NEW YORK, JAN. 2 -- Minneapolis School Superintendent Richard R. Green was named today as the first black chancellor of the New York City school system, the nation's largest.
Green was the consensus choice of the school board, which will vote formally on Wednesday, board President Robert F. Wagner Jr. said.
Wagner said he had spoken to Green, who said he "was delighted" with the offer. Green cannot formally accept the job until the board approves him in an open meeting, Wagner said.
As chancellor, Green faces the challenge of dramatically improving a school system that is not only the largest, but among the most troubled in the nation.
New York schools are plagued by one of the nation's highest dropout rates, aging and often decrepit buildings and a politically combative hierarchy that makes any change difficult to achieve. The district serves nearly 1 million students in 1,050 schools.
"If public education can work in New York City, it can work anywhere in the country," Green said at a news conference at his south Minneapolis home. "It can work and will. I don't believe in failure."
Green, 51, won out over former deputy chancellor Bernard Gifford, dean of the Graduate School of Education at the University of California at Berkeley. Gifford, who had lobbied heavily for the job, was considered the favorite of the teachers union, while Green was favored by Wagner and Mayor Edward I. Koch (D).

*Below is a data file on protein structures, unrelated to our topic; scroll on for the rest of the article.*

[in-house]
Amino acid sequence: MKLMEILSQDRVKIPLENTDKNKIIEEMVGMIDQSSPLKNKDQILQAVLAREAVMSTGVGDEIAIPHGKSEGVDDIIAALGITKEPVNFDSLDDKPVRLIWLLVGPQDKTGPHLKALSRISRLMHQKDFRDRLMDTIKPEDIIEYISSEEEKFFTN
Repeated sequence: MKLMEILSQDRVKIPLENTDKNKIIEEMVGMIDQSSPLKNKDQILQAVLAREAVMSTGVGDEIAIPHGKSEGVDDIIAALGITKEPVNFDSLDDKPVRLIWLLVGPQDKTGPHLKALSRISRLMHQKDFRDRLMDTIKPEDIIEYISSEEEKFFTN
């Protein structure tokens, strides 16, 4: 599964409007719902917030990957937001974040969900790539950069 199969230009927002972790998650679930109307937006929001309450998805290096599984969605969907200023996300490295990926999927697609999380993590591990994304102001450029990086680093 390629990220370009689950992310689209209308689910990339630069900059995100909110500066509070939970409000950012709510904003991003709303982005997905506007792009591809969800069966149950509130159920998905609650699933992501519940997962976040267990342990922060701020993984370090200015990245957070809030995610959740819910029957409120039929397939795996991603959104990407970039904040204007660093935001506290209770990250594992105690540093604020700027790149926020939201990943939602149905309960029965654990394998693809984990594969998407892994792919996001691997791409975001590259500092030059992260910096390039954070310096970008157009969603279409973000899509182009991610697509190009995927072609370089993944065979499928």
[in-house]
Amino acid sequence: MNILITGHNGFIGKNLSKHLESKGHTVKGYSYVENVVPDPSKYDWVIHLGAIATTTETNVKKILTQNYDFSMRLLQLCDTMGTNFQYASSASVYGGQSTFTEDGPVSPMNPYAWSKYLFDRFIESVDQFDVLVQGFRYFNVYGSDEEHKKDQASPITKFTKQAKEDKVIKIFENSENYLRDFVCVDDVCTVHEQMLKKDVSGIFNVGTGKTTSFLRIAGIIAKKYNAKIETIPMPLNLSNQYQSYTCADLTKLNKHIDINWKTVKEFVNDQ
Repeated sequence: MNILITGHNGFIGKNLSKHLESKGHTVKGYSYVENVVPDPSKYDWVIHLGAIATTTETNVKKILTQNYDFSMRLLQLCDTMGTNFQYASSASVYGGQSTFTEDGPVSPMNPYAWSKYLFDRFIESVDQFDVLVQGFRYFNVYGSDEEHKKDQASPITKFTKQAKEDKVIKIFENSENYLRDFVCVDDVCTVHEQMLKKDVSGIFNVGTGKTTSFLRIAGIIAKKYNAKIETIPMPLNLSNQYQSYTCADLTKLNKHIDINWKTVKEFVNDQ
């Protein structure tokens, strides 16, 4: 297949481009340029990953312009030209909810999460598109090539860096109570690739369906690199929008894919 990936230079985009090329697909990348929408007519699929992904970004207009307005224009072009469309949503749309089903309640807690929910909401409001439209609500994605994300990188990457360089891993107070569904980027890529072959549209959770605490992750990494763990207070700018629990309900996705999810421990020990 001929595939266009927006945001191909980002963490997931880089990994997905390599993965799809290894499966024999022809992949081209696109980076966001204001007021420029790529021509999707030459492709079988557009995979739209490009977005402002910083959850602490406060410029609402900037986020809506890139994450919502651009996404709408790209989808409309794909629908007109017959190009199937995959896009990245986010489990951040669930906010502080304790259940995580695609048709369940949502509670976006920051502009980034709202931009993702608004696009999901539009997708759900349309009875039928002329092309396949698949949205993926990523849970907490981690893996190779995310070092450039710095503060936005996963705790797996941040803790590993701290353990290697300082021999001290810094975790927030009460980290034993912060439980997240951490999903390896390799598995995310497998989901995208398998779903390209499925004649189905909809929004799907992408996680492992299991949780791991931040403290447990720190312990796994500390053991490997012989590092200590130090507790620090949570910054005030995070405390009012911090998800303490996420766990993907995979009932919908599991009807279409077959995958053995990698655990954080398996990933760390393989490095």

The board reached its decision after last-minute interviews with Gifford and Hernan Lafontaine, the Hartford, Conn., school superintendent.
Green succeeds Nathan Quinones, who was appointed in August 1984 to replace Anthony Alvarado, who had stepped down in the wake of allegations of personal and professional misconduct.
Although Wagner refused to disclose results of the vote by the seven Board of Education members, he said the group met for 45 minutes today at the New York Hilton Hotel before making a decision.